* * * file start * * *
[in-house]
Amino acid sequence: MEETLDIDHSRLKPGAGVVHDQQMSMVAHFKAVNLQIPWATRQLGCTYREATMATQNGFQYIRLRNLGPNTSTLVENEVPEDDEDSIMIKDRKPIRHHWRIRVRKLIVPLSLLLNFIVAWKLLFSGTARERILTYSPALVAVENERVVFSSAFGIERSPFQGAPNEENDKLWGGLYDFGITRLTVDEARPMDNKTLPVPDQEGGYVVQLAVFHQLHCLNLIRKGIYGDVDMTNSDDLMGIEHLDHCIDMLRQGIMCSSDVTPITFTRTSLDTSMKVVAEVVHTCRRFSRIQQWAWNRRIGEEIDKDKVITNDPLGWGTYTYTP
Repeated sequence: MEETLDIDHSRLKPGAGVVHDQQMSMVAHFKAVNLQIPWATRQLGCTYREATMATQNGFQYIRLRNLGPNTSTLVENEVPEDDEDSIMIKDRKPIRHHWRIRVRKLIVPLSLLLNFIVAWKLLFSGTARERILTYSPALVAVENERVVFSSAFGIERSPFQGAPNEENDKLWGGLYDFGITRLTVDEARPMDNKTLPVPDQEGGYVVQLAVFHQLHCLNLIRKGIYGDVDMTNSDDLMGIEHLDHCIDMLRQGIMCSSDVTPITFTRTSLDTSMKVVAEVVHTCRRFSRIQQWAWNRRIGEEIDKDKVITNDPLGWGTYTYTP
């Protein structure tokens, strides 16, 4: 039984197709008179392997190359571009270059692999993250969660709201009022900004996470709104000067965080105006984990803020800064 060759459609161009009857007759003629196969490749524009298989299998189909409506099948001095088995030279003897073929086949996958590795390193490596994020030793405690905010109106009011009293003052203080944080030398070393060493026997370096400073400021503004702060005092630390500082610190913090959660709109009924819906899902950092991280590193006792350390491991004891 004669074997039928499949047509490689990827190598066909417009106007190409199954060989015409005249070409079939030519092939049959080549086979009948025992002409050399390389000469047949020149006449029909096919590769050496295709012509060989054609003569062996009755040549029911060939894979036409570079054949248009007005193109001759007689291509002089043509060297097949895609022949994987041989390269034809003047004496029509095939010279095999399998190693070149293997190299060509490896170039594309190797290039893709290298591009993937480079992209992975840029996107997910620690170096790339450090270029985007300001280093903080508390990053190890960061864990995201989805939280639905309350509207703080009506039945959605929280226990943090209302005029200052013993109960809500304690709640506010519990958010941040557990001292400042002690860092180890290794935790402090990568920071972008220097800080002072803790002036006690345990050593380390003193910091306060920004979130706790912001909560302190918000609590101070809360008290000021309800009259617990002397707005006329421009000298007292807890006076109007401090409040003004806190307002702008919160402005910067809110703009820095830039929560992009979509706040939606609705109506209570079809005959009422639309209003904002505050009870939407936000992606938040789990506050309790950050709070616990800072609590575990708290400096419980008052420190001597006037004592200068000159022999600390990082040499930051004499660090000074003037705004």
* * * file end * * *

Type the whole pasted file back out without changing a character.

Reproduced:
[in-house]
Amino acid sequence: MEETLDIDHSRLKPGAGVVHDQQMSMVAHFKAVNLQIPWATRQLGCTYREATMATQNGFQYIRLRNLGPNTSTLVENEVPEDDEDSIMIKDRKPIRHHWRIRVRKLIVPLSLLLNFIVAWKLLFSGTARERILTYSPALVAVENERVVFSSAFGIERSPFQGAPNEENDKLWGGLYDFGITRLTVDEARPMDNKTLPVPDQEGGYVVQLAVFHQLHCLNLIRKGIYGDVDMTNSDDLMGIEHLDHCIDMLRQGIMCSSDVTPITFTRTSLDTSMKVVAEVVHTCRRFSRIQQWAWNRRIGEEIDKDKVITNDPLGWGTYTYTP
Repeated sequence: MEETLDIDHSRLKPGAGVVHDQQMSMVAHFKAVNLQIPWATRQLGCTYREATMATQNGFQYIRLRNLGPNTSTLVENEVPEDDEDSIMIKDRKPIRHHWRIRVRKLIVPLSLLLNFIVAWKLLFSGTARERILTYSPALVAVENERVVFSSAFGIERSPFQGAPNEENDKLWGGLYDFGITRLTVDEARPMDNKTLPVPDQEGGYVVQLAVFHQLHCLNLIRKGIYGDVDMTNSDDLMGIEHLDHCIDMLRQGIMCSSDVTPITFTRTSLDTSMKVVAEVVHTCRRFSRIQQWAWNRRIGEEIDKDKVITNDPLGWGTYTYTP
């Protein structure tokens, strides 16, 4: 039984197709008179392997190359571009270059692999993250969660709201009022900004996470709104000067965080105006984990803020800064 060759459609161009009857007759003629196969490749524009298989299998189909409506099948001095088995030279003897073929086949996958590795390193490596994020030793405690905010109106009011009293003052203080944080030398070393060493026997370096400073400021503004702060005092630390500082610190913090959660709109009924819906899902950092991280590193006792350390491991004891 004669074997039928499949047509490689990827190598066909417009106007190409199954060989015409005249070409079939030519092939049959080549086979009948025992002409050399390389000469047949020149006449029909096919590769050496295709012509060989054609003569062996009755040549029911060939894979036409570079054949248009007005193109001759007689291509002089043509060297097949895609022949994987041989390269034809003047004496029509095939010279095999399998190693070149293997190299060509490896170039594309190797290039893709290298591009993937480079992209992975840029996107997910620690170096790339450090270029985007300001280093903080508390990053190890960061864990995201989805939280639905309350509207703080009506039945959605929280226990943090209302005029200052013993109960809500304690709640506010519990958010941040557990001292400042002690860092180890290794935790402090990568920071972008220097800080002072803790002036006690345990050593380390003193910091306060920004979130706790912001909560302190918000609590101070809360008290000021309800009259617990002397707005006329421009000298007292807890006076109007401090409040003004806190307002702008919160402005910067809110703009820095830039929560992009979509706040939606609705109506209570079809005959009422639309209003904002505050009870939407936000992606938040789990506050309790950050709070616990800072609590575990708290400096419980008052420190001597006037004592200068000159022999600390990082040499930051004499660090000074003037705004």